# MSVC generating much slower code compared to GCC

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Hello everyone!

We just noticed that the same C++-Program performs way better when ran using gcc and Linux, than it does in Windows, using VisualStudio 2015.

The test program is calculates some integrals over and over again and was used in one of my programming assignments, where I work under Linux using my Laptop, which doesn't have a very fast CPU built in. The program finishes in about 0.9 second on it, while it takes a whooping 8-9 seconds on my much stronger Windows-machine!

Another problem is, that our game-project runs much faster on my friends linux machine than it does on mine. He is still going at ~140fps while some heavy physics scenes, while I'm down to ~20.

I'm very confused about that and I can't seem to find any more compile-flags which would improve the situation.

The flags I used on Windows are (These come directly from a compiler-benchmark since I was desperate):

/arch:SSE2 /Ox /Ob2 /Oi /Ot /Oy /fp:fast /GF /FD /MT /GS- /openmp


While the gcc-build uses:

-O3 -ffast-math -fopenmp -funroll-loops -march=native


The same phenomenon could be observed on an other friends windows-machine which has an even better CPU then mine.

It's really weird that my tiny laptop can outperform these computers in no-time. I mean, I should get the same code roughly up to the same speed on both operating systems, right?

Are there any more magic compilerflags to set or other pitfalls I should look out for?

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When I'm not sure what's going on with code generation, I look at the disassembly. Maybe the linux version discovered that it can optimize intermediate steps of a loop out because those steps aren't used?

Can we look at your code?

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Are you using the standard library at all? MSVC by default turns on a bunch of security and correctness checking that has substantial performance overhead.

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You can help out MSVC by making use of __restrict, to give manual promises/hints about where aliasing situations cannot arise (this will also help out GCC as long as you use a macro, so that it changes to __restrict__ on GCC

That isn't even necessary, __restrict works mighty fine.

What doesn't work is using restrict (without underscores) as per C99. Which I deemed somewhat unlucky for a long time because GCC allows a lot of C99 stuff as GNU extension in C++ that isn't very useful, but this one which would be quite nice isn't supported. Then again, you can use the exact same spelling on either compiler with __restrict which is actually preferrable to having a no-underscore version (if you ever intend to make code portable between MS and GCC). Insofar, I don't deem this "unlucky" any more, it's actually a good decision.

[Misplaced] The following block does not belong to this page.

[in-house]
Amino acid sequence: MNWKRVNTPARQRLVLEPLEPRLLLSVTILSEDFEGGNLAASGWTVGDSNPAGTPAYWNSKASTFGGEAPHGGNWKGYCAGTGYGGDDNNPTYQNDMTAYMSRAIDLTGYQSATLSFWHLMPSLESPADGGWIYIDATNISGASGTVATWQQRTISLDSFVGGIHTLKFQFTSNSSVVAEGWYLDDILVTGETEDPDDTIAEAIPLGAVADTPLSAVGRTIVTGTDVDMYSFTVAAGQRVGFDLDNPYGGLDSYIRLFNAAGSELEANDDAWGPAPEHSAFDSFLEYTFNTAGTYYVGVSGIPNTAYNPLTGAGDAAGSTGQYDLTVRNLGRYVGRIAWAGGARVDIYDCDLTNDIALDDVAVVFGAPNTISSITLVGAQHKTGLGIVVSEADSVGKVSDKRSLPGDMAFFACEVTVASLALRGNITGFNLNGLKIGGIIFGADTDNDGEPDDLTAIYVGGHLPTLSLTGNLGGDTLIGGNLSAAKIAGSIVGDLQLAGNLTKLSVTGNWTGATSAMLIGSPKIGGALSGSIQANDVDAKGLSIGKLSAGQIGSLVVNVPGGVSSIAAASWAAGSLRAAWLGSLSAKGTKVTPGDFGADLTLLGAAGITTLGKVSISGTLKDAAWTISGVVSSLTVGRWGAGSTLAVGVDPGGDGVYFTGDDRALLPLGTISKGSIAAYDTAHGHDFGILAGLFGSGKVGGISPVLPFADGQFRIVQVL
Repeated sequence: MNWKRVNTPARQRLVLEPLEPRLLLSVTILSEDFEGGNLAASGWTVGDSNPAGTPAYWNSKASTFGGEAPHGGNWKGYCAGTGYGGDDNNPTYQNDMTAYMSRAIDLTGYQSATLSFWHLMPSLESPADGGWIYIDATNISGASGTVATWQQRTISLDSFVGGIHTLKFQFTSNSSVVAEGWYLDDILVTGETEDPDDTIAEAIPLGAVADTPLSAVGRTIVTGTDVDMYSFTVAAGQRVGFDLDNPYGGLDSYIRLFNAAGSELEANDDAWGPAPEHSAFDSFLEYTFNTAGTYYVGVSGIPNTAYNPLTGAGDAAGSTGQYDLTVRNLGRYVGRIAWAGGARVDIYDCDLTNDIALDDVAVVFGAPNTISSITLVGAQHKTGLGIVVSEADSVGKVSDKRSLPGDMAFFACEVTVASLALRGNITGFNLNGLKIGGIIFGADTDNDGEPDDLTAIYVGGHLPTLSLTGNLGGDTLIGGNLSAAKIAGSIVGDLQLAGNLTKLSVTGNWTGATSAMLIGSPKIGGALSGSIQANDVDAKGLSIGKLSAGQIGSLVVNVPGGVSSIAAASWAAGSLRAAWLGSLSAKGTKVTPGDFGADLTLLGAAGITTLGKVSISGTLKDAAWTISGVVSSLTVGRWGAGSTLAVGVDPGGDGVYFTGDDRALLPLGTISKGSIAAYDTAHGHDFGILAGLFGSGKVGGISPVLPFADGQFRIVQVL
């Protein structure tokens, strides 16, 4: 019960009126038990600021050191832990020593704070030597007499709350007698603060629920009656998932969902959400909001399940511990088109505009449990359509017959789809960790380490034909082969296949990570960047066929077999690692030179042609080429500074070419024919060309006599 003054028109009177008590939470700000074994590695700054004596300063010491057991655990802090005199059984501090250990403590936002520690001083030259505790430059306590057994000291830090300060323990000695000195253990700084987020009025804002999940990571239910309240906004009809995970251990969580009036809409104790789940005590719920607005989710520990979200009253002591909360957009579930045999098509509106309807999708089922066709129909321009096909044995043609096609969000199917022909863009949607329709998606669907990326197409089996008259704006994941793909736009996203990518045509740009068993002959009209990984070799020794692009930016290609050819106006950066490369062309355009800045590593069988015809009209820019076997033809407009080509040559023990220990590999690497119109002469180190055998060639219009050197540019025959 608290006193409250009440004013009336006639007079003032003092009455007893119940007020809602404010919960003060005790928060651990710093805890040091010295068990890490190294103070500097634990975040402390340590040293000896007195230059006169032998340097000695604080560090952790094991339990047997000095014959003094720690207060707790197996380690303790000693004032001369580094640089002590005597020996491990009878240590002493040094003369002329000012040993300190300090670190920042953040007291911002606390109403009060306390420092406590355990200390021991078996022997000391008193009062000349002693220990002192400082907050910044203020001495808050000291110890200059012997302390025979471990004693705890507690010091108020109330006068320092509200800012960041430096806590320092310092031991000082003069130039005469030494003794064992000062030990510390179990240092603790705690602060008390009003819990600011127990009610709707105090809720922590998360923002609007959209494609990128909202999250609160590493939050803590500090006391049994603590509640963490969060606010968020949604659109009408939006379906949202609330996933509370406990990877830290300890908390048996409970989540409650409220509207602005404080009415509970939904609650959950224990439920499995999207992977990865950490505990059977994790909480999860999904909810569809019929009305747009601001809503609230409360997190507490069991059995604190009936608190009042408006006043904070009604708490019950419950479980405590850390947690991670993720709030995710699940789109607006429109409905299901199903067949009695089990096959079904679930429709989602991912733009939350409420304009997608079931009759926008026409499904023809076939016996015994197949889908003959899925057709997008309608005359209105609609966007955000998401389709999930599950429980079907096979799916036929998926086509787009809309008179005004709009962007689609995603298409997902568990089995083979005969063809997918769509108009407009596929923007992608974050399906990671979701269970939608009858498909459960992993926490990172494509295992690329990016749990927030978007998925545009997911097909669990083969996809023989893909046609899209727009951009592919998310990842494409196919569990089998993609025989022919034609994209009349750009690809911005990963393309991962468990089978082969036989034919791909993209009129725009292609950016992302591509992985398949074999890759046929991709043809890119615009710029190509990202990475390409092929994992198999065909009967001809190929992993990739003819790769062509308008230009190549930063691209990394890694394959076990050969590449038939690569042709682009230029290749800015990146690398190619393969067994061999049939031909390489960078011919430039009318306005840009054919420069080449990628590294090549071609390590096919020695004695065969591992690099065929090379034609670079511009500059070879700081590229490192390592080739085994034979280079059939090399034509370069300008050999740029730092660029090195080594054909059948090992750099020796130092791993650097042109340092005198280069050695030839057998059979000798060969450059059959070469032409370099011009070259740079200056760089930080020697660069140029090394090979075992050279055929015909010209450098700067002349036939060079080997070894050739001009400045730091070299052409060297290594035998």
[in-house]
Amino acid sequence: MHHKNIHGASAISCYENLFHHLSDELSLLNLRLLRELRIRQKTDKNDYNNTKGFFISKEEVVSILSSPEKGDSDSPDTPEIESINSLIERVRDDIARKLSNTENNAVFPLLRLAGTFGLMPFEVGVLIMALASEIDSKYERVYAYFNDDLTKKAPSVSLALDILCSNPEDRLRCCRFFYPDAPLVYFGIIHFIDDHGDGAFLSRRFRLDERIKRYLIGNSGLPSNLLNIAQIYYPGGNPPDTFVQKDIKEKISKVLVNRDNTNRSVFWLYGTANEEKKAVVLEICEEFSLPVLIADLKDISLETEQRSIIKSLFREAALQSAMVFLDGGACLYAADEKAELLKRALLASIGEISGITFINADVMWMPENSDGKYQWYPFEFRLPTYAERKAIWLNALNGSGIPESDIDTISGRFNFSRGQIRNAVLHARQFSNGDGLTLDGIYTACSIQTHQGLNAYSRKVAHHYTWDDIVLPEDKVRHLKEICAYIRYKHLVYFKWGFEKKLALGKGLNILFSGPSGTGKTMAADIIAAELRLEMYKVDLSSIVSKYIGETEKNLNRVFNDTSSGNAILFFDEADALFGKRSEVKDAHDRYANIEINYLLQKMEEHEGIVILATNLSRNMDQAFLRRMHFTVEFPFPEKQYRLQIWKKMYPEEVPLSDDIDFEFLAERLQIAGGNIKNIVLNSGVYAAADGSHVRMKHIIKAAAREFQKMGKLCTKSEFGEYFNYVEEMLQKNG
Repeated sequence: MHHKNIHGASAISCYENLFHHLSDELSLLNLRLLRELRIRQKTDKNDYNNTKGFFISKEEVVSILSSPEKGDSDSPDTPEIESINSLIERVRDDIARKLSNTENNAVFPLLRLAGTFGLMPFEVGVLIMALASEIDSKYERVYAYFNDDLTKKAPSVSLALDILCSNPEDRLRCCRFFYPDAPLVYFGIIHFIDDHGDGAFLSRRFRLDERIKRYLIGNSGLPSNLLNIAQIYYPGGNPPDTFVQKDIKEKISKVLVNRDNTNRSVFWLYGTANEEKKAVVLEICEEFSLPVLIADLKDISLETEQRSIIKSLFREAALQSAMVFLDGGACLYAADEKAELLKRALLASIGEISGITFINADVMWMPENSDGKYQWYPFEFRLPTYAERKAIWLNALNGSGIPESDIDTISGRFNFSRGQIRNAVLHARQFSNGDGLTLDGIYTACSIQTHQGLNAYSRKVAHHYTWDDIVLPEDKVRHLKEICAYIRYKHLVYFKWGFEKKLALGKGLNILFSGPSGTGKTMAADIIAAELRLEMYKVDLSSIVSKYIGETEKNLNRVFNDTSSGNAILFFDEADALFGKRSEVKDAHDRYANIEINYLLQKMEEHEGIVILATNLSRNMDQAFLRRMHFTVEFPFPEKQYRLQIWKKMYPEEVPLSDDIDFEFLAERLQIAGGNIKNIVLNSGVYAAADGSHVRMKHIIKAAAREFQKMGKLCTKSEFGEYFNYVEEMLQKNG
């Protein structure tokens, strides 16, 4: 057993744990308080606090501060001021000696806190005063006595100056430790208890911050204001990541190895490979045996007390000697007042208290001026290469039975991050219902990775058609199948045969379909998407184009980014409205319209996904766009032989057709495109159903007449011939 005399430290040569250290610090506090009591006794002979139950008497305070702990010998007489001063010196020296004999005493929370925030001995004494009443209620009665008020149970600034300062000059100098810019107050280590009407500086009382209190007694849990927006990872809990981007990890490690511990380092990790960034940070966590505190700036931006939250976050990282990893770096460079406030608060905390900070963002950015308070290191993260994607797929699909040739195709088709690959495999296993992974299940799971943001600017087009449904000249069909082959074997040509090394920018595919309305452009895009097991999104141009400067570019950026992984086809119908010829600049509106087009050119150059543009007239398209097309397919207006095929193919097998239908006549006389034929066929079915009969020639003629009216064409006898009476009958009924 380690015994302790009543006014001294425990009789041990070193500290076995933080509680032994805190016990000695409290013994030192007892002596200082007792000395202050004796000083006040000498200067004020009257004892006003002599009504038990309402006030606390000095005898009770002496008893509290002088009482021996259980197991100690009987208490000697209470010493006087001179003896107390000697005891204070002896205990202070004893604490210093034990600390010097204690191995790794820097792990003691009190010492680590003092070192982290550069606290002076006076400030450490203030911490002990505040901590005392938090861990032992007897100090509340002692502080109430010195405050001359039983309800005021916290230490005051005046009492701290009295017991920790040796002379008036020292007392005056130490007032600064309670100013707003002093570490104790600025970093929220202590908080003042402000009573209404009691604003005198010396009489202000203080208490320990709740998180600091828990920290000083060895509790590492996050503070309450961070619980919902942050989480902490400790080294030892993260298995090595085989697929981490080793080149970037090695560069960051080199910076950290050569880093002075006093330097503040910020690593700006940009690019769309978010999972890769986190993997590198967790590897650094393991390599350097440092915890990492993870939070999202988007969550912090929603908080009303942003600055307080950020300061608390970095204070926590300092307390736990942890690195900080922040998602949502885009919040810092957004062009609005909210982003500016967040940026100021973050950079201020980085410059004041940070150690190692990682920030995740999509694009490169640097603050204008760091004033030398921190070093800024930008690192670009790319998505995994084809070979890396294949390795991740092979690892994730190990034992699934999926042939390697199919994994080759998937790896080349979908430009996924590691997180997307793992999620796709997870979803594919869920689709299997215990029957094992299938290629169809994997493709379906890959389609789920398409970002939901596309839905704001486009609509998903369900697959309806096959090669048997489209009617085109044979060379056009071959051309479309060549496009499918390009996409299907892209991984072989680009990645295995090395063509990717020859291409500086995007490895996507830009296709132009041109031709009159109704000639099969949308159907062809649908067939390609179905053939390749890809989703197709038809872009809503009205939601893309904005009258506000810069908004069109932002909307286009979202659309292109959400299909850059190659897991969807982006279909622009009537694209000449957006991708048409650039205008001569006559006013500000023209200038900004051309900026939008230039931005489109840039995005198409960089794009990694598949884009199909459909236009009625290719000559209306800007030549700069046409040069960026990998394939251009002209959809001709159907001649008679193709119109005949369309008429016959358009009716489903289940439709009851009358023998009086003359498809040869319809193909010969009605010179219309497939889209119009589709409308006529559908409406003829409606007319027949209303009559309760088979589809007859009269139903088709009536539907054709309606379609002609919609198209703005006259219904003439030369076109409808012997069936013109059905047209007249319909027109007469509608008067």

Edited by samoth

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e.g. this is terrible code that should fail a code review:

//members: size_t m_sum; vector<size_t> m_vec;
m_sum = 0;
for( size_t i=0; i != m_vec.size(); ++i )
m_sum += m_vec[i];

A good compiler is forced to generate terrible asm given ^that^ code. Even GCC with it's strict aliasing can't fix the mistakes in it.

This is the fixed version that is giving the correct hints to the compiler so that it can produce good code:

size_t sum = 0;
for( size_t i=0, end=m_vec.size(); i != end; ++i )
sum += m_vec[i];
m_sum = sum;

Could you elaborate on the example you posted, why the first version is bad?

That by 'm_sum'/'m_vec' being acessed through pointer ('this'?), during each iteration the loop has to load the members from memory? Why can't it just load the initial value of 'm_sum' into a CPU register, add to it during the loop and then store the value?

That the end statement is recalculated every iteration?

Why can't the compiler just assume the member variables won't be altered outside the function? And if has to be, force the programmer to make explicit use of the volatile keyword?

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The first version calls std::vector<>::size() every iteration. The second does so only once and stores the value in a local variable.

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The first version calls std::vector<>::size() every iteration. The second does so only once and stores the value in a local variable.

I would have thought that something as trivial as size() would have gotten inlined out? Though at least the implementation I'm looking at computes the size by creating the beginning and end iterators and subtracting them, so maybe that isn't much of a savings anyway.

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The first version calls std::vector<>::size() every iteration. The second does so only once and stores the value in a local variable.

I would have thought that something as trivial as size() would have gotten inlined out? Though at least the implementation I'm looking at computes the size by creating the beginning and end iterators and subtracting them, so maybe that isn't much of a savings anyway.

It was inlined out, but calling size() every iteration prevented compiler from vectorizing the loop (i.e. using SIMD commands). Precalculating size lets optimizer to figure out it can vectorize the loop. Using local variable to store temporary results also improves chances.

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